Authorization Bill Would Impose Restrictions on A-10 Retirement Schedule

Authorization Bill Would Impose Restrictions on A-10 Retirement Schedule

The Air Force could be forced to adjust its latest plan for retiring its fleet of A-10 close air support aircraft, under the House version of the fiscal 2017 defense authorization bill.

Earlier this year, the service proposed to gradually retire the fleet beginning in FY 2018 and ending by Oct. 1, 2021.

The chairman’s mark, unveiled Monday, would require the Air Force to maintain a minimum of 171 A-10 aircraft designated as primary mission aircraft. The bill also would prohibit the service from making any significant reductions to manning levels of the beloved attack plan until the DOD office responsible for testing weapons systems and the Air Force complete reports on the results of the initial operational test and evaluation of the F-35 aircraft program as well as a test comparing the capabilities of the F-35A and A-10C.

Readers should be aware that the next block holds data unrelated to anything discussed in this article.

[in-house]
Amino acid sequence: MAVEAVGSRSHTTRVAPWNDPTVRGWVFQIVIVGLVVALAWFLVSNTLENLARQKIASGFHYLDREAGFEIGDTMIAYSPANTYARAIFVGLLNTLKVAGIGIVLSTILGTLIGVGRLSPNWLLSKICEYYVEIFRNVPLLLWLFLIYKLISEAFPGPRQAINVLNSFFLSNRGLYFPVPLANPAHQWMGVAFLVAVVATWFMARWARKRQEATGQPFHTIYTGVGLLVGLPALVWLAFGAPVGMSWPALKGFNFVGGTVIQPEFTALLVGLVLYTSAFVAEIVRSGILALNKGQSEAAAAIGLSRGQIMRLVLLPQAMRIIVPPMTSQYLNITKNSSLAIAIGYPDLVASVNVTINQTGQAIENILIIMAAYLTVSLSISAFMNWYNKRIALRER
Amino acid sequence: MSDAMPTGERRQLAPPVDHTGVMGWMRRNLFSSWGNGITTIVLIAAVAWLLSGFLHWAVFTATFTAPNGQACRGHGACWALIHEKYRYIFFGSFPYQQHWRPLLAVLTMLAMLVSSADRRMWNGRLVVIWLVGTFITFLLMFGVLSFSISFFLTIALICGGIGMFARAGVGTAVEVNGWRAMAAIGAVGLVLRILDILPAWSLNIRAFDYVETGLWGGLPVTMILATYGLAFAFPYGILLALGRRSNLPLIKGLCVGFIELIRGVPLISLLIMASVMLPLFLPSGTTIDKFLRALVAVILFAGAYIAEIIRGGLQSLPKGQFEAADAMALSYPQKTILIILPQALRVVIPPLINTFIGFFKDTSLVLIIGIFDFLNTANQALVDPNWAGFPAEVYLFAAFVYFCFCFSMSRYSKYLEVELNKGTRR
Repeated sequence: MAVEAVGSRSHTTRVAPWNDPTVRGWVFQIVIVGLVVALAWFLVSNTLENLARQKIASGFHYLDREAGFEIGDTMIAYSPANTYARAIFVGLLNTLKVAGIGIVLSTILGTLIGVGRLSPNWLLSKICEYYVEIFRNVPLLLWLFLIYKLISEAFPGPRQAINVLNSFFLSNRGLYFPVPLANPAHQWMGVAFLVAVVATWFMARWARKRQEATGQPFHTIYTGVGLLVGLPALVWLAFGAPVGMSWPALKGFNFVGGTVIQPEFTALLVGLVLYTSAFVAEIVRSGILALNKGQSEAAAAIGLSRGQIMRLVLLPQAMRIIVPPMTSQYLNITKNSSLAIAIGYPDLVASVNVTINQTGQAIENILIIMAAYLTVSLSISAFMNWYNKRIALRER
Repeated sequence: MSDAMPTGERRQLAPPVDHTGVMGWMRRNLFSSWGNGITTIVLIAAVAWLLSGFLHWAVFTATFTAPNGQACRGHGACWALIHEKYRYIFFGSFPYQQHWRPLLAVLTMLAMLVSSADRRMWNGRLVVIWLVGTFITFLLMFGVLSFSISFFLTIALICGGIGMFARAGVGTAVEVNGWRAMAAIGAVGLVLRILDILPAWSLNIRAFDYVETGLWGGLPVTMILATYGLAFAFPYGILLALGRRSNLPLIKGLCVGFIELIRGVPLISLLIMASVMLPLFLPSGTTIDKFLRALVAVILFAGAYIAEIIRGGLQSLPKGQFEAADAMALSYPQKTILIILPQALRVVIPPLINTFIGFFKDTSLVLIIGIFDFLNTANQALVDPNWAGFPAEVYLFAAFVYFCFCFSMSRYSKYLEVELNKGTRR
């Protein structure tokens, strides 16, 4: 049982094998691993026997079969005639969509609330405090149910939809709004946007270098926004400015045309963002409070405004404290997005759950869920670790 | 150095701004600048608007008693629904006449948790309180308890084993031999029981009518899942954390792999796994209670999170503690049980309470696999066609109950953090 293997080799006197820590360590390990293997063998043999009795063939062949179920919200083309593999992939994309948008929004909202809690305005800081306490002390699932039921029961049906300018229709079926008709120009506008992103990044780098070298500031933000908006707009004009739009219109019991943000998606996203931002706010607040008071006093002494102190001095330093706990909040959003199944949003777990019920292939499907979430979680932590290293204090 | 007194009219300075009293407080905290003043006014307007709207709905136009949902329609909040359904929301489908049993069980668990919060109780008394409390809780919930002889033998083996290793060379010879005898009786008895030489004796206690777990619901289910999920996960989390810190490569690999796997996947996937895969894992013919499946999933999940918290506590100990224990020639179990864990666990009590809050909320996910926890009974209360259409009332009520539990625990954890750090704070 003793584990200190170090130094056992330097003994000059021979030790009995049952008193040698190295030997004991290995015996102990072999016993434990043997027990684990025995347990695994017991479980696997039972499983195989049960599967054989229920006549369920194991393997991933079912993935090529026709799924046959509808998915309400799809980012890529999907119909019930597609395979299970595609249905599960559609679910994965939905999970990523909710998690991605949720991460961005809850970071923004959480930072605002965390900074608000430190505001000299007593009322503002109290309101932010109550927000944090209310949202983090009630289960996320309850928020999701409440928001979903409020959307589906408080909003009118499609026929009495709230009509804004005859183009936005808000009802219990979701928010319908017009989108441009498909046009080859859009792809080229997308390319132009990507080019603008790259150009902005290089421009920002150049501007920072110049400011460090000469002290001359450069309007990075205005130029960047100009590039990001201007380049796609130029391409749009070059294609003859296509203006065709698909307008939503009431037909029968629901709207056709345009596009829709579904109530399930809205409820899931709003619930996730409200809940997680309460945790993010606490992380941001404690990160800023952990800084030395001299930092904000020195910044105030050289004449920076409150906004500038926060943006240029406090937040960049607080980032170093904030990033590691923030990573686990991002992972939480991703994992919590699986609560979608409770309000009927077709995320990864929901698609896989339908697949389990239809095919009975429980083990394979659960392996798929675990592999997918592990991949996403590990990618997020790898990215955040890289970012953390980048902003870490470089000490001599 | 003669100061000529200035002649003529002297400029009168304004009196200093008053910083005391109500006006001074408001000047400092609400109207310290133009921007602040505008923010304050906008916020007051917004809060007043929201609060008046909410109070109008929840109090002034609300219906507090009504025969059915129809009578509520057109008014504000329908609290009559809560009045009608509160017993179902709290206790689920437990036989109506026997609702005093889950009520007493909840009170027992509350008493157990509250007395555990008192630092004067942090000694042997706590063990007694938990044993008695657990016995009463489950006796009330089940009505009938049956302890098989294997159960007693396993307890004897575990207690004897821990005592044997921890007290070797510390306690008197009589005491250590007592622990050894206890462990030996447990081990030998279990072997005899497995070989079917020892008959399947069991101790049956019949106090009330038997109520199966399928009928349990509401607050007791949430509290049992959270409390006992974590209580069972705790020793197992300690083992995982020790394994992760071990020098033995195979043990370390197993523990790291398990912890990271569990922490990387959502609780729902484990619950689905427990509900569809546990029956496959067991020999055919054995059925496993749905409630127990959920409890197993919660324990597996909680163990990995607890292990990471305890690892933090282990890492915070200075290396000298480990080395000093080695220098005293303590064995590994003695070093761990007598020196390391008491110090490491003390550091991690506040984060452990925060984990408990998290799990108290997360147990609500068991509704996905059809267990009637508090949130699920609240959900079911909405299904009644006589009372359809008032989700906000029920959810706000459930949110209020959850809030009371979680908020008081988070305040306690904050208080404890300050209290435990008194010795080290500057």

The comparative test needs to evaluate both aircraft’s ability to conduct close air support, combat search and rescue, and forward air controller airborne missions, reported Defense News.

The Air Force has been trying to retire the jet for several years in response to the statutory budget caps, but has been blocked by lawmakers. It plans to replace the A-10 with the multi-role F-35, although officials have said the fifth-generation fighter cannot match the A-10 as a single-mission close air support aircraft.

The Air Force needs to begin divesting A-10 squadrons in FY 2018 to free up the necessary manpower to field the F-35 when it reaches full operational capability in FY 2021. The service is experiencing shortages in maintenance personnel, including crew chiefs and avionics specialists.

The chairman’s mark is available on the committee website.

Dan Cohen
Dan Cohen
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